It’s dark out when I bike home from work around 5pm in winter. I want to be as visible as possible to make sure drivers, pedestrians, and other cyclists see me for their safety and mine. The easiest way to do that is with some lights.

I already have a bright headlight, two bright tail lights, a spare (emergency) light for front or back as needed, a helmet light that blinks front and rear, and spare batteries as well a USB power bank. I’d like to think that between all these I’m well covered. The only area I felt I was lacking was in side profile visibility.

Until now…

Water bottle light in action
Water bottle light in action

My inspiration came from a post on TheChainLink forums referencing the Planet Bike Bottle Blinky. I loved the idea of a water bottle mounted light, and that’s what I thought it was based on the name. In reality, the Bottle Blinky is a side-view/profile-visible light that mounts under the water bottle frame. It’s not what I imagined, but it’s still really bright and convenient and I recommend you check it out!

The idea of side visible lights led me down a road looking at all sorts of powered spoke lights and frame LEDs. Most required a separate power pack that sat in the spokes or mounted to the frame, or watch batteries that would need replacing every 24 hours of use. I don’t like the idea of wires and batteries sitting in my wheels, and I also don’t like the idea of wasting lots of disposable batteries, so I ended up avoiding those options.

The Bottle Blinky seemed like the ideal option. In fact, I recommend most people simply buy a Bottle Blinky as it’s smaller cheaper and easier than my project here, but I decided to make my own “bottle” light because I wanted something a bit brighter, and a water bottle seemed like a simple enclosure to house the battery and components necessary for that sort of light. I also wanted a simple electronics project.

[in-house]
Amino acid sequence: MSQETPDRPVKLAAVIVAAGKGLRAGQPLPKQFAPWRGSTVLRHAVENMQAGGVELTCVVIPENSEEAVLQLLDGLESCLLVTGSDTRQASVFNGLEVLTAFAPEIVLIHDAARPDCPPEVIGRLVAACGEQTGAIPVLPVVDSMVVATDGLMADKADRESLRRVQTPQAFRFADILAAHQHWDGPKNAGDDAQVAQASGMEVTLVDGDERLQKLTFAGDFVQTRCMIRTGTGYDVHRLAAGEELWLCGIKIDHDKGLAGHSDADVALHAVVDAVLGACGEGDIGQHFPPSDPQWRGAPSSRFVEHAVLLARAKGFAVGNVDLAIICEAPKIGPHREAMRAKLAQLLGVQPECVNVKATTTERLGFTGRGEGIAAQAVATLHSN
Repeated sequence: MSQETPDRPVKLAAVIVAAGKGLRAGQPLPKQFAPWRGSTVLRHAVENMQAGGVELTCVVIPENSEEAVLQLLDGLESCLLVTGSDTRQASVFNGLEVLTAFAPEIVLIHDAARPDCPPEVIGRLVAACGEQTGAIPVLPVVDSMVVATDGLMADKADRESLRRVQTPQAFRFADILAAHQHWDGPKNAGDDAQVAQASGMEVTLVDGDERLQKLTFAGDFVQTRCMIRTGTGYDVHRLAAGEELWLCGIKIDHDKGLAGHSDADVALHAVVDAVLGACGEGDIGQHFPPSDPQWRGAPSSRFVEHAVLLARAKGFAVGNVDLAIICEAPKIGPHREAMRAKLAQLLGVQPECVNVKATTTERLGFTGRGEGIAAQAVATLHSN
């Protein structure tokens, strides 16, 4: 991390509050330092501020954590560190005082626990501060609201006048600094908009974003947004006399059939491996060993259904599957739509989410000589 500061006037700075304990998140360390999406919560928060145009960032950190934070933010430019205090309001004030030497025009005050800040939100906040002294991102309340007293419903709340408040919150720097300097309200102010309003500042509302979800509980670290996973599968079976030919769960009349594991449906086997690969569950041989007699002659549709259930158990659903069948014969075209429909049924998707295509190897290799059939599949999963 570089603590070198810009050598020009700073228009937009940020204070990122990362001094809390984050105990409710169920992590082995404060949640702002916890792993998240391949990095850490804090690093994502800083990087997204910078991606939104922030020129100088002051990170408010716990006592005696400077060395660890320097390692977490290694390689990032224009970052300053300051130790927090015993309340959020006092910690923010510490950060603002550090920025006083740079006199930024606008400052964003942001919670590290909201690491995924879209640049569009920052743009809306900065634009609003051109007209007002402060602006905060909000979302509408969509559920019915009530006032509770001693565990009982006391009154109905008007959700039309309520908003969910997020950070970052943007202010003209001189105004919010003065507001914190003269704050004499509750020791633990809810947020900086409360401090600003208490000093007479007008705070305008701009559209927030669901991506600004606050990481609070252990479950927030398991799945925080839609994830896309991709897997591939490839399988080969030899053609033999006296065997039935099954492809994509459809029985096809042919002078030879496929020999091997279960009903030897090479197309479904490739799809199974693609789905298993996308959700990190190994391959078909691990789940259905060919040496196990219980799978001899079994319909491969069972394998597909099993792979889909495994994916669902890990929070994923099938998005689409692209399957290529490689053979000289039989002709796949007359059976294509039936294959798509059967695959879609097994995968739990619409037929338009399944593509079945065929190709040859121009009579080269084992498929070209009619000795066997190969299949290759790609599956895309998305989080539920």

Although I think the Bottle Blinky really is the better option, feel free to keep reading to see how I assembled my light and be sure to read all the caveats below.


I didn’t need to do any soldering. This was simply a matter of screwing and plugging things together.

All the components assembled
All the components assembled

The DC Booster cable converts the 5V battery power to 12V for the LED light strip. It’s also possible to power the LED strip off 9V and it will work just as well, but a little dimmer. A 9V battery would have been much simpler, but I did not want to burn through 9V batteries, and a rechargeable 9V battery just for this seemed silly. I figured a larger USB battery bank would give me more life between rides.

Adafruit also sells a 5V to 9V DC Booster cable I could’ve used instead, but I figured I might as well go for full brightness with 12V.

The result is a simple self-contained and very bright water bottle light.

Water bottle aglow
Water bottle aglow

If I was a better Maker I would shorten the wires for the various connections. They take up a lot of room in the bottle as is. Adding a switch would be nice as well. Right now I have to remove the cap and unplug the USB cable from the battery pack. Not a huge pain overall.

Another downfall of this build is that I’ve taken up my entire water bottle mount with something that does not hold water! Not a problem for me in winter, but I’ll be missing that come summer.

I should also point out that the LED light strip gets rather warm, especially after it’s been in the bottle for a while. I’m not sure I’d say it gets hot, but it gets warm enough that I wouldn’t leave this unattended at room temperature.

Thankfully, I’m riding in sub-freezing temperatures so overheating hasn’t been an issue, but I have a feeling this build might burn out on hot summer nights.